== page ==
I’m sorry, this is just…nope. Can’t get on board with it. This song perfectly represents the other side of the spectrum of Gorillaz collaborations—the point where it becomes another artist’s song instead of a Gorillaz song. Even the parts where Damon Albarn comes in, he’s horribly autotuned, and sidelined as well. I don’t claim to know anything about Bad Bunny, but it just feels like a Bad Bunny song with extra steps. It barely fits with anything else in the album, and it seems pointless in the scheme of everything else. Yikes.
TRACK 9: “Skinny Ape” – 8.5/10
THERE WE GO, THAT’S WHAT I’M TALKING ABOUT!!! For me, it’s tied with “New Gold” as the best song on the album (not counting the bonus tracks; it’s the solo Gorillaz song that I really missed, filled with a pulsating atmosphere that seamlessly shifts between moods, content to languish in the quiet but just as read to bring it up to a monumental, jump-up-and-down worthy chorus. It’s proof that even though the last two albums haven’t been as impactful for me, they’re still capable of a song as wonderful as this over 20 years on from their first album. They played this when I saw them back in September, and it’s just as fun now as it was then.
TRACK 10: “Possession Island (feat. Beck)” – 7.5/10
As the closer to Cracker Island and Gorillaz’s second collaboration with Beck, “Possession Island” is a soft, gentle close of the curtains for this album. Even with all of their spectacle, Damon Albarn and company can garner almost as much emotion in their more vulnerable moments, and this song is proof. It’s a sweet song that almost gives the feeling of being rocked to sleep. All I wish is that, like Stevie Nicks on “Oil,” I could hear Beck’s beautiful voice more; even if his role is just backing vocals, I just find myself wanting to hear his voice more clearly.
NOTE: “Silent Running (feat. Adeleye Omotayo) [2D Piano Version]” and “New Gold (feat. Tame Impala and Bootie Brown) [Dom Dolla remix]” are not included here since they are just different versions/remixes.
BONUS TRACK 1: “Captain Chicken (feat. Del the Funky Homo Sapien)” – 9.5/10
DEL AND GORILLAZ ARE TOGETHER AGAIN!!! I CANNOT GET OVER HOW GOOD THIS SONG IS. SERIOUSLY.
In theory, I can see why “Captain Chicken” was separated from the rest of the album—it doesn’t quite fit the vibe of Cracker Island as a whole, but on its own, it’s easily the best song on the whole album. Maybe it’s nostalgia bait since Del the Funky Homo Sapien hasn’t appeared on a Gorillaz track in over two decades, but if we’re extending this metaphor, I’ve taken a massive bit of said bait, because I just LOVE this song—it embodies the infectious, fun-filled joy that defined Gorillaz for so long. I’m back and forth on whether I want this song to be longer, but somehow, at just under two minutes long, it feels just the right amount. Can’t have too much of a good thing…or can we? I’ve had this song on repeat for several days now…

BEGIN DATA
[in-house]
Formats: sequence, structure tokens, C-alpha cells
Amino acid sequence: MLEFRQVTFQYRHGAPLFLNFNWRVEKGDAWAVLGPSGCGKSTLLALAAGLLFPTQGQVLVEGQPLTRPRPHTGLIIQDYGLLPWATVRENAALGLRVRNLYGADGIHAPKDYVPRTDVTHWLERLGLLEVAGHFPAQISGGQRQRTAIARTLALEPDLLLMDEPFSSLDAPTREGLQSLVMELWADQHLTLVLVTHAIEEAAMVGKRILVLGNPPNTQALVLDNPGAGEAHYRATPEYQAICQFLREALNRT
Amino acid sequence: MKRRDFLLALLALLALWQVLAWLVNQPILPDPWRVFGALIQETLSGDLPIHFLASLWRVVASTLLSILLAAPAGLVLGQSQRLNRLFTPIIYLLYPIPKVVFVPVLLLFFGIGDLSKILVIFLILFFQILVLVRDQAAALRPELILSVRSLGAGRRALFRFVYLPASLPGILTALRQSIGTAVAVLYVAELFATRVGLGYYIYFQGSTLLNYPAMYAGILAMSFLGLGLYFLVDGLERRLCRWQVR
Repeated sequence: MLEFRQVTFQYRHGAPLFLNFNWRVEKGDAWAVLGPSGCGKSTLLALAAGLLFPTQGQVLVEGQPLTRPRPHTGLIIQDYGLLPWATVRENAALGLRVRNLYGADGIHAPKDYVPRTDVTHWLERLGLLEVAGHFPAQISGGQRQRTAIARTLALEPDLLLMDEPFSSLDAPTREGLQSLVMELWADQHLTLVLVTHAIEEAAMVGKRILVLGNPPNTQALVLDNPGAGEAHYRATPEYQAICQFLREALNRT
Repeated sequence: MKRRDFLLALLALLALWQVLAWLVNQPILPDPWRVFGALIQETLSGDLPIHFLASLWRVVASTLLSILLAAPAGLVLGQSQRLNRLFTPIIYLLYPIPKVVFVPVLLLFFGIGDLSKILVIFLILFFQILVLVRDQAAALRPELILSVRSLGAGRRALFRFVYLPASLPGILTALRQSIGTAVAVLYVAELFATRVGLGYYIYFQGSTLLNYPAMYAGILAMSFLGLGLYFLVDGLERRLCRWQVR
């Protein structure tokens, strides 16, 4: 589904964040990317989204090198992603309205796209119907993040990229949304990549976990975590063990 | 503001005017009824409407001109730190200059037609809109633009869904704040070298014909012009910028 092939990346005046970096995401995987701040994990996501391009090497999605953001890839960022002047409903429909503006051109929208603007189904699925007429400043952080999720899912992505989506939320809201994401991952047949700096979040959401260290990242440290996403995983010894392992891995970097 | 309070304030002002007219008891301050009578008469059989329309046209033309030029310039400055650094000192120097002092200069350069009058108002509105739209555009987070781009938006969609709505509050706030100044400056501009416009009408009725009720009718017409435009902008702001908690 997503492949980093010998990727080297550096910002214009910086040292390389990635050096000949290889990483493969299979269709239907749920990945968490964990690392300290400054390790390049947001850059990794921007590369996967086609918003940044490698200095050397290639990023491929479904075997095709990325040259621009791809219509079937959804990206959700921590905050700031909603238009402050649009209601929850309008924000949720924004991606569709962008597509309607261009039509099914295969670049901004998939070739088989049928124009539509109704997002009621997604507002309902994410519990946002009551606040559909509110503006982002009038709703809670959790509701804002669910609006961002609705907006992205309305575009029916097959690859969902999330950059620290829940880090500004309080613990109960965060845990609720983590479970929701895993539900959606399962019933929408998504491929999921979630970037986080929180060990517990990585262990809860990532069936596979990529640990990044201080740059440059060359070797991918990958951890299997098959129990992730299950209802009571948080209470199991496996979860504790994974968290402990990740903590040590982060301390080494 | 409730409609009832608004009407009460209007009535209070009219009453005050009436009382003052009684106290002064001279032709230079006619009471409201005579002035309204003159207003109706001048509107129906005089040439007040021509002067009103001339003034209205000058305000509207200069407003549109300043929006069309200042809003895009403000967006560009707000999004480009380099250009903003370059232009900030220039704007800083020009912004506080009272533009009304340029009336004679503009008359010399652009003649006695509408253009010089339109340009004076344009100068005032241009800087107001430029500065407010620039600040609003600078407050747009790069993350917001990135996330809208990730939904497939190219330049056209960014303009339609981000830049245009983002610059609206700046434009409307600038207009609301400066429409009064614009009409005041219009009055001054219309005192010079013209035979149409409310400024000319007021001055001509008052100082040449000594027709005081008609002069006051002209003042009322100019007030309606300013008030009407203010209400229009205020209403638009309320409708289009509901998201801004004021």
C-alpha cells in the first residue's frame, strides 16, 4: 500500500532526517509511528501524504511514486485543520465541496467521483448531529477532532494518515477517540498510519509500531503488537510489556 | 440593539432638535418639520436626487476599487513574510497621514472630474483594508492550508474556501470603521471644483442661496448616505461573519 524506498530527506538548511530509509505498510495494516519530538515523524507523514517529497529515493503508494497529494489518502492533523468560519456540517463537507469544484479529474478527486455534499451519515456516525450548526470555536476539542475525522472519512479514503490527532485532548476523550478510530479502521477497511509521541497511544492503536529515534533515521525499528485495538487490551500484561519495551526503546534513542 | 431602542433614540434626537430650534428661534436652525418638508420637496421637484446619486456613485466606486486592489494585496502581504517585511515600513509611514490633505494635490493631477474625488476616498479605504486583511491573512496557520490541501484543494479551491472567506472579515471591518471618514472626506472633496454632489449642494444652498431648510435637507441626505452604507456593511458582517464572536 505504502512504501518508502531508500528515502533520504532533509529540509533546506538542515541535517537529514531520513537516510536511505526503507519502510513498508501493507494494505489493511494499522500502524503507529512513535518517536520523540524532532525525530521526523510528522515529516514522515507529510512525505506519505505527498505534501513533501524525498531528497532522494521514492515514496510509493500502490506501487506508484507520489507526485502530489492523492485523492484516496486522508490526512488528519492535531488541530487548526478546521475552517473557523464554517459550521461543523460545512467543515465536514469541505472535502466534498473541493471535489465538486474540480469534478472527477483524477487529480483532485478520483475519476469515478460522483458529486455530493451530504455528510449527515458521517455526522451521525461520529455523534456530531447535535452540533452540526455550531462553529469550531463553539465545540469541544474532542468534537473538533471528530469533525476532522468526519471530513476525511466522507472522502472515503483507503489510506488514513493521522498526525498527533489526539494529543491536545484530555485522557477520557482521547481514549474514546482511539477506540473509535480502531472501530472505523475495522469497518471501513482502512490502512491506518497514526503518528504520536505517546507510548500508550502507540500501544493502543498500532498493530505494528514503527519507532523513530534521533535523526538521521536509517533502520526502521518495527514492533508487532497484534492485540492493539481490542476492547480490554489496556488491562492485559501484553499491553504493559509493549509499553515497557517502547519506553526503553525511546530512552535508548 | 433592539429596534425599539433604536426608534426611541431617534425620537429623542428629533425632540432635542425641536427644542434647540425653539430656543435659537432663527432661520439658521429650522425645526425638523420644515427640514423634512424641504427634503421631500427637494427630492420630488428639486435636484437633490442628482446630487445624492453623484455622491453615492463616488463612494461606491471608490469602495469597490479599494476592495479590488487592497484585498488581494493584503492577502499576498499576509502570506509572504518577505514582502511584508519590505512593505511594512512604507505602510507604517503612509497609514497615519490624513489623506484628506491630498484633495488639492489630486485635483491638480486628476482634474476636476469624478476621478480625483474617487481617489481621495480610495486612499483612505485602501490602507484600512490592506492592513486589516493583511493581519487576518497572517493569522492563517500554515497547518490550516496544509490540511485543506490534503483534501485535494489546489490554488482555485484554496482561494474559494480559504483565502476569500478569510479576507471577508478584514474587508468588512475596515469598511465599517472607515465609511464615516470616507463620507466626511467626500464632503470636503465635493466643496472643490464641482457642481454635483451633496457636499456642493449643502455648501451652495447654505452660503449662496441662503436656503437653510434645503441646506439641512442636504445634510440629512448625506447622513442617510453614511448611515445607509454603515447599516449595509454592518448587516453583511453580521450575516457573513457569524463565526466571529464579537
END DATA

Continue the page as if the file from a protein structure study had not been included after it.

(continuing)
BONUS TRACK 2: “Controllah (feat. MC Bin Laden)” – 7/10
Any track after “Captain Chicken” has giant-sized shoes to fill, but “Controllah” is a great song all the same. With Damon Albarn’s autotune in moderation and the steady, pulsating beat throughout, it’s the perfect way to keep the momentum of the album running after the abrupt break of “Captain Chicken.” If you’re not nodding your head, you’re lying.
BONUS TRACK 3: “Crocadillaz (feat. De La Soul and Dawn Penn)” – 8/10
DE LA SOUL AND GORILLAZ!!!!!!!!!!!!!!!!!!!!!!!! I CANNOT STRESS THIS ENOUGH DE LA SOUL AND GORILLAZ AGAIN DE LA SOUL AND GORILLAZ HHAHHAHHEHEHFHFEHEFHFEJFSHJHKJDFSKHDF
And speaking of big shoes to fill, it’s hard to top both “Feel Good Inc.” and “Momentz,” but like “Controllah,” this song is the perfect way to keep the beat going, but also to provide a more laid-back transition to the album. Plus, there’s something to be said for the prospect that every time Gorillaz and De La Soul collaborate, the Earth heals a little bit. Nature is healing; Del the Funky Homo Sapien and De La Soul and Gorillaz are doing stuff together again. All is right in the world. Sort of. Not really. Sure feels like it when you’re listening to this.
I’ve averaged my track ratings both with and without the bonus tracks; I’d give the original album a 6.9, which I’ll round up to a 7, and the deluxe edition a 7.2. The deluxe edition brings up the quality of the album as a whole, for sure, but after a few listens, I like Cracker Island slightly more than I did on the first go-around. It grew with time, but not by much; though it wasn’t nearly as innovative as Gorillaz at their best, it had moments of fun and a few tracks that I can see sticking with me. Better than Song Machine, but nothing that will change my life as a whole. Other than how unbelievably good “Captain Chicken” is.
…can’t believe I’m saying that about a song called Captain Chicken, of all things…that’s the power of Gorillaz
And for kicks and giggles, I’ll bring back this wonderful homemade sign from when I saw Gorillaz to end this post:
Since this is an album review, consider the whole album today’s song.
That’s it for this album review! Have a wonderful rest of your day, and take care of yourselves!